Over the past half-century, technology and innovation have become the lifeblood of the San Francisco Bay Area economy. Most of the region’s new jobs are in the knowledge sector of the economy, the Bay Area leads the nation in patents and most of the giants of the digital world are based here. But the office environments where this work takes place do not reflect the innovation occurring within. The success of these industries has so far relied on a pattern of land use and development that comes with high environmental and social costs. The suburban corporate campus remains the predominant real estate solution for the region’s employers. With isolated single-use buildings set behind vast parking lots, far away from the public street, it is a model that reinforces dependence on cars and pushes sprawl development into open spaces and farmland.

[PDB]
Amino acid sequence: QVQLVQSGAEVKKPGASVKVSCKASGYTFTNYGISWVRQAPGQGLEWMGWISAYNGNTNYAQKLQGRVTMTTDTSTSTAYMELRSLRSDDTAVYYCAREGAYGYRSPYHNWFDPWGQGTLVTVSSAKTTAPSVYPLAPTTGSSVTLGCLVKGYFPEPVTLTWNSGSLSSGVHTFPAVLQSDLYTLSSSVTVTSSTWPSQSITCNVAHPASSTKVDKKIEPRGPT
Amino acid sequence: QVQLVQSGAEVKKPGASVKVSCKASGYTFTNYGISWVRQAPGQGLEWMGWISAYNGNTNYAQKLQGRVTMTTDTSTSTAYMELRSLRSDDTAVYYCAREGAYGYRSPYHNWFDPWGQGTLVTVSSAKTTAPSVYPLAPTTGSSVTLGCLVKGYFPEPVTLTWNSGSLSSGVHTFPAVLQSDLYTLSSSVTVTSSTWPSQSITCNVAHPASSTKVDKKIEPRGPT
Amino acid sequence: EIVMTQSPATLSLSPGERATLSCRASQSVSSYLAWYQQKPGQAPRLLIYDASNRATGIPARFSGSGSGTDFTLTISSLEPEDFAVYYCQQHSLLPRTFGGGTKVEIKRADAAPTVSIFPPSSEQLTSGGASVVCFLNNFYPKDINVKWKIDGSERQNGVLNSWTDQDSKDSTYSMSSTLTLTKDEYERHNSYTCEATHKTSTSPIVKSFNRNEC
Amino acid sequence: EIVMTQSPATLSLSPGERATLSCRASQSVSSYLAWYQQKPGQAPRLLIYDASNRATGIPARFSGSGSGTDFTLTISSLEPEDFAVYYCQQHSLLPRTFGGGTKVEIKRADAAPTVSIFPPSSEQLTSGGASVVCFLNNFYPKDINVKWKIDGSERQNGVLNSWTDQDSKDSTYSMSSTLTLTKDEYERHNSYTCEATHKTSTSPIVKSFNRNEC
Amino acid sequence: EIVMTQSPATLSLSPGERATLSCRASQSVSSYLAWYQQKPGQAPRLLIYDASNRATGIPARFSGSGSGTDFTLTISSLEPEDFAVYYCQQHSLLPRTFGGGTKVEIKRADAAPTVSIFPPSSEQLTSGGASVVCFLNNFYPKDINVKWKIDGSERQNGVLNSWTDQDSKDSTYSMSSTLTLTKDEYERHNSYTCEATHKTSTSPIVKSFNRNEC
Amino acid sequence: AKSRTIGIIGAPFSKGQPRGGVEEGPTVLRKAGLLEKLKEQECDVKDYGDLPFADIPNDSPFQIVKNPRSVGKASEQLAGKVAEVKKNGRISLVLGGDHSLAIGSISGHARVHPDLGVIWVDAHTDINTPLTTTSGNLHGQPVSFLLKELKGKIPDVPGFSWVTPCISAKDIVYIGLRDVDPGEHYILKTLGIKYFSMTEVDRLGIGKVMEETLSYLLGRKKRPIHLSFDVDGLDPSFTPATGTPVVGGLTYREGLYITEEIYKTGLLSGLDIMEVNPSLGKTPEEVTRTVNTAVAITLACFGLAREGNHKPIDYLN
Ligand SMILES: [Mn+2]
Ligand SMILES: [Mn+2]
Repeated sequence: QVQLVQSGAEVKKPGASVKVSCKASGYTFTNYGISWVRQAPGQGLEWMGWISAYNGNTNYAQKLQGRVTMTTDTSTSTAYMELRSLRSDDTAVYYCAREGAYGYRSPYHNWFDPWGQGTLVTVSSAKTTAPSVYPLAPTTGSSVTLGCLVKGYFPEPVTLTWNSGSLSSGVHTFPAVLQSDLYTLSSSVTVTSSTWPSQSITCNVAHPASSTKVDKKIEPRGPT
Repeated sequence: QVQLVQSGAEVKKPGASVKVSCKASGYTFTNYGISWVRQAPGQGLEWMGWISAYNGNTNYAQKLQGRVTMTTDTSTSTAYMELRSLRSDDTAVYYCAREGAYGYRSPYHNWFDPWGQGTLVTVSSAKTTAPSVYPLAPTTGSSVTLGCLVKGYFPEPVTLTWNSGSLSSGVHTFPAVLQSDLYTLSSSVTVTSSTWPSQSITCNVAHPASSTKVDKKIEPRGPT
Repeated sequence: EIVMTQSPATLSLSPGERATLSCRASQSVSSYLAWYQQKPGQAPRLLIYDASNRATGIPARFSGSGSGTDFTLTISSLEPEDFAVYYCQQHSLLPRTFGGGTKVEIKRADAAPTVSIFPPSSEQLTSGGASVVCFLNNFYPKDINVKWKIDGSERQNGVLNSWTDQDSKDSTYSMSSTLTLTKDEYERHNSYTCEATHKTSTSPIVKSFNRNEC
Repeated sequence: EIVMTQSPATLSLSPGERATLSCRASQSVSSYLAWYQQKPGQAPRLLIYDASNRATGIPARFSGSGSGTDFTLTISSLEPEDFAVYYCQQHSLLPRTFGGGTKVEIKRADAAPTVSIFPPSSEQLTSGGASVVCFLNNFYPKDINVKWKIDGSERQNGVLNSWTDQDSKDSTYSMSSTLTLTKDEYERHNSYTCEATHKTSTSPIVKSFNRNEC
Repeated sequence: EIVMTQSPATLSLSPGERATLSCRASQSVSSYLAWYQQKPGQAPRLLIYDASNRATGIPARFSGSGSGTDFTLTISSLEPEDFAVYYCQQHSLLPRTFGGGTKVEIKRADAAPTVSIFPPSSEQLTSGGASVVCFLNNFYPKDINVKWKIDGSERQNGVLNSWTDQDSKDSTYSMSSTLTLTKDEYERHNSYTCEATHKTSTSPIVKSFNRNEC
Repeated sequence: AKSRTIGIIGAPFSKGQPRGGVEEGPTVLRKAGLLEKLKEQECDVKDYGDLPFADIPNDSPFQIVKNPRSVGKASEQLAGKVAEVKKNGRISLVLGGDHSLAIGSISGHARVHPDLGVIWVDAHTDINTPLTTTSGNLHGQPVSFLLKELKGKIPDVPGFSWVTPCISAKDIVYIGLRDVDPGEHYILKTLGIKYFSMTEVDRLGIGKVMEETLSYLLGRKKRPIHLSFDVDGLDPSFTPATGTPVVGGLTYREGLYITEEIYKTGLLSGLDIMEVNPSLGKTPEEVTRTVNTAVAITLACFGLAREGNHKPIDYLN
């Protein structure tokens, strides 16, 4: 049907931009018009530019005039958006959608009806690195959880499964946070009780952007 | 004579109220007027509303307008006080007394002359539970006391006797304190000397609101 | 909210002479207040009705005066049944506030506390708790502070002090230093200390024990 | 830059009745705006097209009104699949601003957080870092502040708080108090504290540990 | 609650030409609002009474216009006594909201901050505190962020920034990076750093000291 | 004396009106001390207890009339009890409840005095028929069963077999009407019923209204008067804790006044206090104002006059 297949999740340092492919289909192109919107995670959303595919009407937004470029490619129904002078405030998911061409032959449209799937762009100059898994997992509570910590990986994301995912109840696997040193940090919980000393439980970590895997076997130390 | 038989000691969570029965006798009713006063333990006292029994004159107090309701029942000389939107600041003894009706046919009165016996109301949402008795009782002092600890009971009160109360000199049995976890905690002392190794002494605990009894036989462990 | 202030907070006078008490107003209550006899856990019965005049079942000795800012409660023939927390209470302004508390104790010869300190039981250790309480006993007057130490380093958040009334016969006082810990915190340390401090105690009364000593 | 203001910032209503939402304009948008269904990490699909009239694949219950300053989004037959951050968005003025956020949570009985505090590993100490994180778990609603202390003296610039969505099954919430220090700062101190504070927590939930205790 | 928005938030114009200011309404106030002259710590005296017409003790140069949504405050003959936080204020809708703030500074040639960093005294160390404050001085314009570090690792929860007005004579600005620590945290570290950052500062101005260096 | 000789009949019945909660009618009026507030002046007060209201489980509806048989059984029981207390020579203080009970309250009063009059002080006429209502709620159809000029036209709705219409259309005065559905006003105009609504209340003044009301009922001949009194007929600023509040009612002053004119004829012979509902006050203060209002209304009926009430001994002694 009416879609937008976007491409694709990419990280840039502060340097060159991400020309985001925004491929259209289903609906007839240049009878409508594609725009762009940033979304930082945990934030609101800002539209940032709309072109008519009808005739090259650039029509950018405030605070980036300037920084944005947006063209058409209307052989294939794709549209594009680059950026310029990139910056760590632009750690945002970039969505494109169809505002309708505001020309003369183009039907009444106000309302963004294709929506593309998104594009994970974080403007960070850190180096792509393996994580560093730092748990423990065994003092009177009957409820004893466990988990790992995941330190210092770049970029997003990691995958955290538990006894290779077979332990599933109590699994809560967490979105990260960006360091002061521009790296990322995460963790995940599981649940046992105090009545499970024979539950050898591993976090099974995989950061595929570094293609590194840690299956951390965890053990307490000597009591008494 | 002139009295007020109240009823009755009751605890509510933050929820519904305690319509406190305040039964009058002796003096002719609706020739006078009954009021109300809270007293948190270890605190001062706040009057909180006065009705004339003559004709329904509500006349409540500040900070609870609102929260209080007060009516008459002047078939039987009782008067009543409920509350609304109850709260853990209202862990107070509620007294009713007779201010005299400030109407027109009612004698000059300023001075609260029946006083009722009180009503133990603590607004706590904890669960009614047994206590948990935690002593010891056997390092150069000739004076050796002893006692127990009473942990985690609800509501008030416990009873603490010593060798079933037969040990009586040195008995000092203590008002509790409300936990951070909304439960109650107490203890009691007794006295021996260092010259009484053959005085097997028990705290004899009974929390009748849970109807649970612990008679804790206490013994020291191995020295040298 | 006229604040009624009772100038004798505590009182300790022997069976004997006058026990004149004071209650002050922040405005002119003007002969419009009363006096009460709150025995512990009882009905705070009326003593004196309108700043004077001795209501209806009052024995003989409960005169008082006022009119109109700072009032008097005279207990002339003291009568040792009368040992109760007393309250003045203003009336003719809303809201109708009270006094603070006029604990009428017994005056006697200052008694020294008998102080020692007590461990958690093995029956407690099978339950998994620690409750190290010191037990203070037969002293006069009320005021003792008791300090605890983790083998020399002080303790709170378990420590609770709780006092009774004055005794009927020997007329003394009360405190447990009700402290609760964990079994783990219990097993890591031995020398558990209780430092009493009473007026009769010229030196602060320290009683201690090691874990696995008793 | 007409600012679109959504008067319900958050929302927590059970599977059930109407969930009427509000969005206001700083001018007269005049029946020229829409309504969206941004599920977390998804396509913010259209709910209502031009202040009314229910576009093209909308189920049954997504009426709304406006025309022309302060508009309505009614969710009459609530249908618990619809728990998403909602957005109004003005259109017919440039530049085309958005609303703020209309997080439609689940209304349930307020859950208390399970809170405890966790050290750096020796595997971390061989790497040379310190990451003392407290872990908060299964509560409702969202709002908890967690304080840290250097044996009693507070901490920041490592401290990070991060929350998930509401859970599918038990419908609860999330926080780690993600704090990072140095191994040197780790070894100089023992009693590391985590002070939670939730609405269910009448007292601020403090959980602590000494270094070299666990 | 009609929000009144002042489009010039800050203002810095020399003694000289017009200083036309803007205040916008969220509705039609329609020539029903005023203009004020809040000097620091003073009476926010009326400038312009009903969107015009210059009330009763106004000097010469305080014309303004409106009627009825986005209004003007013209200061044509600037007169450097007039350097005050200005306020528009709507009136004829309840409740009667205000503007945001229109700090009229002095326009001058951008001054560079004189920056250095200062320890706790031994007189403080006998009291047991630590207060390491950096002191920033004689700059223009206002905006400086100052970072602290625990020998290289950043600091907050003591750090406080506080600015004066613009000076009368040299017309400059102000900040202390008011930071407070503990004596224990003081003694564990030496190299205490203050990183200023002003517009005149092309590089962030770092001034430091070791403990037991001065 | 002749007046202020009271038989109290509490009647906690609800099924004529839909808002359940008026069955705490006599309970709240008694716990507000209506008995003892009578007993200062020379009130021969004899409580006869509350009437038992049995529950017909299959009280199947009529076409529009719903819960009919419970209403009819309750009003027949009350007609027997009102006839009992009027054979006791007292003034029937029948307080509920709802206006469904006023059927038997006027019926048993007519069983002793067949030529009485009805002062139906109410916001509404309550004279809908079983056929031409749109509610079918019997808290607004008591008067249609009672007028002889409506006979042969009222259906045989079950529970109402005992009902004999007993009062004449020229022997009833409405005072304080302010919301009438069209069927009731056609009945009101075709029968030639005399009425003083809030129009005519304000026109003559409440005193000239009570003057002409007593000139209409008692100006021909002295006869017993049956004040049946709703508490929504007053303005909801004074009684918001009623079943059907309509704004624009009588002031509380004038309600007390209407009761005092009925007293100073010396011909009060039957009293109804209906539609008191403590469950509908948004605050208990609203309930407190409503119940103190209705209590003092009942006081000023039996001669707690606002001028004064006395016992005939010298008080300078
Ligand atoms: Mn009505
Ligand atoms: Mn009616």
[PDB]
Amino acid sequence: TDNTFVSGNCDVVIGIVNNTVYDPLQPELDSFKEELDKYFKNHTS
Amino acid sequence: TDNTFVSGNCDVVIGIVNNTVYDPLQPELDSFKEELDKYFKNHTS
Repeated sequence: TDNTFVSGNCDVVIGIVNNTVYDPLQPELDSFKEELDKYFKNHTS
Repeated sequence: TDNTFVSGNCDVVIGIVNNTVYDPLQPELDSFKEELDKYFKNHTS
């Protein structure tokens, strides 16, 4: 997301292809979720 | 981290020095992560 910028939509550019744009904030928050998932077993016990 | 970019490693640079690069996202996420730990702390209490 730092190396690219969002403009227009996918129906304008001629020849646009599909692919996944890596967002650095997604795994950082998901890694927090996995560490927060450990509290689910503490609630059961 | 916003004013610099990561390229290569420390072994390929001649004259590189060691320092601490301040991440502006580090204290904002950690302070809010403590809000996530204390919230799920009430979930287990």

This environment emerged in an era of wide-open spaces, cheap land and easy mobility by car — an era that is long past. Today that same environment, built for near-term expedience, is expensive, congested and ubiquitous. Nightmarish commutes and soaring home prices are taking a toll on the Bay Area’s prized quality of life, challenging its long-term competitiveness. We have reached the limits of our 20th-century landscape, and our physical environment is holding us back.
Rethinking the Corporate Campus examines the forces that shape our employment landscape, highlights the implications of different models, and recommends policies and practices to tackle two key questions:
How do we encourage employers to choose efficient, sustainable, high-performance locations?
How do we create new locations that are more efficient, sustainable and high-performing?